Yarra Street Pier
For decades the redevelopment of Yarra Street pier has been a hot topic of debate. For much of the 1980’s the pier stood out on the waterfront as a derelict mess sealed off to visitors due to safety concerns. Several proposals were floated to turn the pier and its historic building into everything from marinas to cafes.
One of the first proposals was 1981’s City by the Bay concept, this plan focused on expanding the marina capability’s of the pier given its proximity to the Royal Geelong Yacht Club. Later proposals saw tourism facilities or restaurants mooted to take up residence in the pier’s green shed. Sadly, while a lot of discussion on who was to pick up the tab on the piers restoration was going on, the pier’s historic shed burnt down in October 1988.
Today little remains of the Yarra Street Pier, after the fire much of the pier’s timber that had been removed was reused by local artist Jan Mitchel for the waterfront bollards project. A small section of land that juts out to the right of Yarra Streets end is all that remains of the pier today, it’s here where helicopter joy flights now operate. Aerial photos like those of google earth show remnants of the pier in the water extending out at least 500 ft.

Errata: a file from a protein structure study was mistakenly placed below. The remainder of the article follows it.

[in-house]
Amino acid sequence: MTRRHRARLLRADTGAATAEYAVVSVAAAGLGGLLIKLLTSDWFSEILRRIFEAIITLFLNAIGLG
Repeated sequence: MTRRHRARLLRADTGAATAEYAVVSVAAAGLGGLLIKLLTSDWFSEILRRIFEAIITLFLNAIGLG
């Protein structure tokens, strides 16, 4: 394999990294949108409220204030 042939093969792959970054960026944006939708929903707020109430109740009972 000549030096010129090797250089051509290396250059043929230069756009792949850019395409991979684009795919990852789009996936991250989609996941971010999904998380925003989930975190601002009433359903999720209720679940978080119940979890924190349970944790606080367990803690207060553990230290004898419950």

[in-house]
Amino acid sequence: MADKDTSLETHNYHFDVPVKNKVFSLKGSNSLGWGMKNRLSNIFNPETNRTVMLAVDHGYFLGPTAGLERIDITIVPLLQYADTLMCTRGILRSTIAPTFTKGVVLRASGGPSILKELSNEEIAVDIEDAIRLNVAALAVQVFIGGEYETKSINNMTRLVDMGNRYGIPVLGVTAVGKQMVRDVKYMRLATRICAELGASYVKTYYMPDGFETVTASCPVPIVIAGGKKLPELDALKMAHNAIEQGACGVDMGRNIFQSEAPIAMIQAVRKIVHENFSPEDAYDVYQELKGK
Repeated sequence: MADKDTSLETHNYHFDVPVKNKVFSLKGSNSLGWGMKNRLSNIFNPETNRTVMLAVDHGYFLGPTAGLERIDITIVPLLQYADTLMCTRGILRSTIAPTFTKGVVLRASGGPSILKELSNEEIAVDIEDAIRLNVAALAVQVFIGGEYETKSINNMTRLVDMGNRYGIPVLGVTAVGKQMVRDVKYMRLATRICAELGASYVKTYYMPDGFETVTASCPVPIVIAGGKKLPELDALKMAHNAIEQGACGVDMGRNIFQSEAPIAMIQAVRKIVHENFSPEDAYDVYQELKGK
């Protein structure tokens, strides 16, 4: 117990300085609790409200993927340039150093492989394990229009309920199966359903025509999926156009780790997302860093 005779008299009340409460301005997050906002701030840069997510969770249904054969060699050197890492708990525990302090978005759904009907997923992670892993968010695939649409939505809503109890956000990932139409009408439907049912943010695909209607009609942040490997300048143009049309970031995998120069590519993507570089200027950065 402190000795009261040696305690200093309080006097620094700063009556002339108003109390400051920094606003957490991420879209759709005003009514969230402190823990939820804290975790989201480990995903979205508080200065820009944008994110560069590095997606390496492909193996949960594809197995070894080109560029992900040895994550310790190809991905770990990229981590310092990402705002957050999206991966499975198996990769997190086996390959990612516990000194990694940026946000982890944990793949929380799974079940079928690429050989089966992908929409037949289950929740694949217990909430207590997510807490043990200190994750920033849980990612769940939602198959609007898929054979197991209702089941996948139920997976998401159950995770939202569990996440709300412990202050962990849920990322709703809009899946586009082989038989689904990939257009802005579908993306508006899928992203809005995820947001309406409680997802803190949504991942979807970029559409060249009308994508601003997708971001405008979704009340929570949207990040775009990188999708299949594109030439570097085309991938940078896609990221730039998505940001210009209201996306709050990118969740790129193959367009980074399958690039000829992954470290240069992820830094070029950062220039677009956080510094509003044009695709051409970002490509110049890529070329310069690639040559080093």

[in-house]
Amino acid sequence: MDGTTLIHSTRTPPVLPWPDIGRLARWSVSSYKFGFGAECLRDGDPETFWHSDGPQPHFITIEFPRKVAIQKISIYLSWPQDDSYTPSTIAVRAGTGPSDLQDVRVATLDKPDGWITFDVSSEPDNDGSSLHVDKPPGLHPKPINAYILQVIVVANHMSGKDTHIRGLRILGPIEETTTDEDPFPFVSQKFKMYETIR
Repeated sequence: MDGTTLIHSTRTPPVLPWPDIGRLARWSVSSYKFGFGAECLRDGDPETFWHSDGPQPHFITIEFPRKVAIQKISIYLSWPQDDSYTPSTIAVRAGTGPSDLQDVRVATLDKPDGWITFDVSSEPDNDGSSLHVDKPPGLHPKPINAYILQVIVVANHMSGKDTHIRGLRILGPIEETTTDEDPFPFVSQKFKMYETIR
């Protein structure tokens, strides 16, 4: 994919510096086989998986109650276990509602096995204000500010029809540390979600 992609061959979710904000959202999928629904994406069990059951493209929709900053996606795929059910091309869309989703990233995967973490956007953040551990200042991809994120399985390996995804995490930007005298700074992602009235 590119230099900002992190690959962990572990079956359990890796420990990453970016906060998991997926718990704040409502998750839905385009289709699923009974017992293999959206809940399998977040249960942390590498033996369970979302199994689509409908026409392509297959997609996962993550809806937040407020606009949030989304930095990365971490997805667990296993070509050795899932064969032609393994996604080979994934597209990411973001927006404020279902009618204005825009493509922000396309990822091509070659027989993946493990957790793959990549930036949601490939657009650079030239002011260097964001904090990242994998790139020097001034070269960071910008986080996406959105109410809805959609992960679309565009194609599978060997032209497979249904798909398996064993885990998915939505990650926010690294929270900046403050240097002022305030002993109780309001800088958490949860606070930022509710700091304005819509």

Recently a new proposal was launched to rebuild the pier. The plan is to replace original pier with a new structure that is part fixed and part floating. This could accommodate cruise ships as well as provide moorings for smaller recreational and charter boats.
If given the go ahead, the pier would have 78 new small craft berths. If the pier can attract cruise ships to Geelong, this will be a great benefit to tourism and the economy of the region. The new pier will also provide better shelter to the Yacht Club, something the club has lamented since the demise of the original pier. This shelter would also help attract additional Maxi yachts to the club’s Festival of Sails.
The city has committed $5 million towards the Yarra Street Pier project, while the Royal Geelong Yacht Club has promised $2.5 million, the city is now seeking funding from the State Government for the remaining $15 million to complete the project.